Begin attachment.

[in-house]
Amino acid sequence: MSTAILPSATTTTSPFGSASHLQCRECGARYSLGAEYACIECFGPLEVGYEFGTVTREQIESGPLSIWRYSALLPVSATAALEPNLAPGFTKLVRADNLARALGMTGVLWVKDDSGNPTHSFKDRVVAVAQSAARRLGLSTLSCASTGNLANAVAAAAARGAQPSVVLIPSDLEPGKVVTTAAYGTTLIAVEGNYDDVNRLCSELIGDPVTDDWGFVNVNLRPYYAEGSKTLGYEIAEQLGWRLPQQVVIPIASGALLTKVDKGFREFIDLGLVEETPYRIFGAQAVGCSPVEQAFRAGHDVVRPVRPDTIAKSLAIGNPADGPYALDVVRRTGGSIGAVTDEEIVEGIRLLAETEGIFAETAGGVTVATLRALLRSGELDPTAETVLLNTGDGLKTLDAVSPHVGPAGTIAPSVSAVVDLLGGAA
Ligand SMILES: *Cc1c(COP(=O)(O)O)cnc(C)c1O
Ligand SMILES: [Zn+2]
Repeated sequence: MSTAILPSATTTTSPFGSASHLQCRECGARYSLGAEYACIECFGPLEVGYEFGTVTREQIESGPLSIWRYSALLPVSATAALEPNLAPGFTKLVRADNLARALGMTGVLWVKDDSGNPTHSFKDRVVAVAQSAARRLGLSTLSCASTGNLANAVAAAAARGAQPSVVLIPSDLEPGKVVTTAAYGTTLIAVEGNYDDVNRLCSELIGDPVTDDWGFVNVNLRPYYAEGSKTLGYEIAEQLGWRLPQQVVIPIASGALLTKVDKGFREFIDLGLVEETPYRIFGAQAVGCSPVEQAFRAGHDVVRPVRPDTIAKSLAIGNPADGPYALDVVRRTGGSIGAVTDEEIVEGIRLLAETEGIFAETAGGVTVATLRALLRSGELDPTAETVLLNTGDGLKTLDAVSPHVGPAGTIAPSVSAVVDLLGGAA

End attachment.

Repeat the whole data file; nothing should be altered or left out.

[in-house]
Amino acid sequence: MSTAILPSATTTTSPFGSASHLQCRECGARYSLGAEYACIECFGPLEVGYEFGTVTREQIESGPLSIWRYSALLPVSATAALEPNLAPGFTKLVRADNLARALGMTGVLWVKDDSGNPTHSFKDRVVAVAQSAARRLGLSTLSCASTGNLANAVAAAAARGAQPSVVLIPSDLEPGKVVTTAAYGTTLIAVEGNYDDVNRLCSELIGDPVTDDWGFVNVNLRPYYAEGSKTLGYEIAEQLGWRLPQQVVIPIASGALLTKVDKGFREFIDLGLVEETPYRIFGAQAVGCSPVEQAFRAGHDVVRPVRPDTIAKSLAIGNPADGPYALDVVRRTGGSIGAVTDEEIVEGIRLLAETEGIFAETAGGVTVATLRALLRSGELDPTAETVLLNTGDGLKTLDAVSPHVGPAGTIAPSVSAVVDLLGGAA
Ligand SMILES: *Cc1c(COP(=O)(O)O)cnc(C)c1O
Ligand SMILES: [Zn+2]
Repeated sequence: MSTAILPSATTTTSPFGSASHLQCRECGARYSLGAEYACIECFGPLEVGYEFGTVTREQIESGPLSIWRYSALLPVSATAALEPNLAPGFTKLVRADNLARALGMTGVLWVKDDSGNPTHSFKDRVVAVAQSAARRLGLSTLSCASTGNLANAVAAAAARGAQPSVVLIPSDLEPGKVVTTAAYGTTLIAVEGNYDDVNRLCSELIGDPVTDDWGFVNVNLRPYYAEGSKTLGYEIAEQLGWRLPQQVVIPIASGALLTKVDKGFREFIDLGLVEETPYRIFGAQAVGCSPVEQAFRAGHDVVRPVRPDTIAKSLAIGNPADGPYALDVVRRTGGSIGAVTDEEIVEGIRLLAETEGIFAETAGGVTVATLRALLRSGELDPTAETVLLNTGDGLKTLDAVSPHVGPAGTIAPSVSAVVDLLGGAA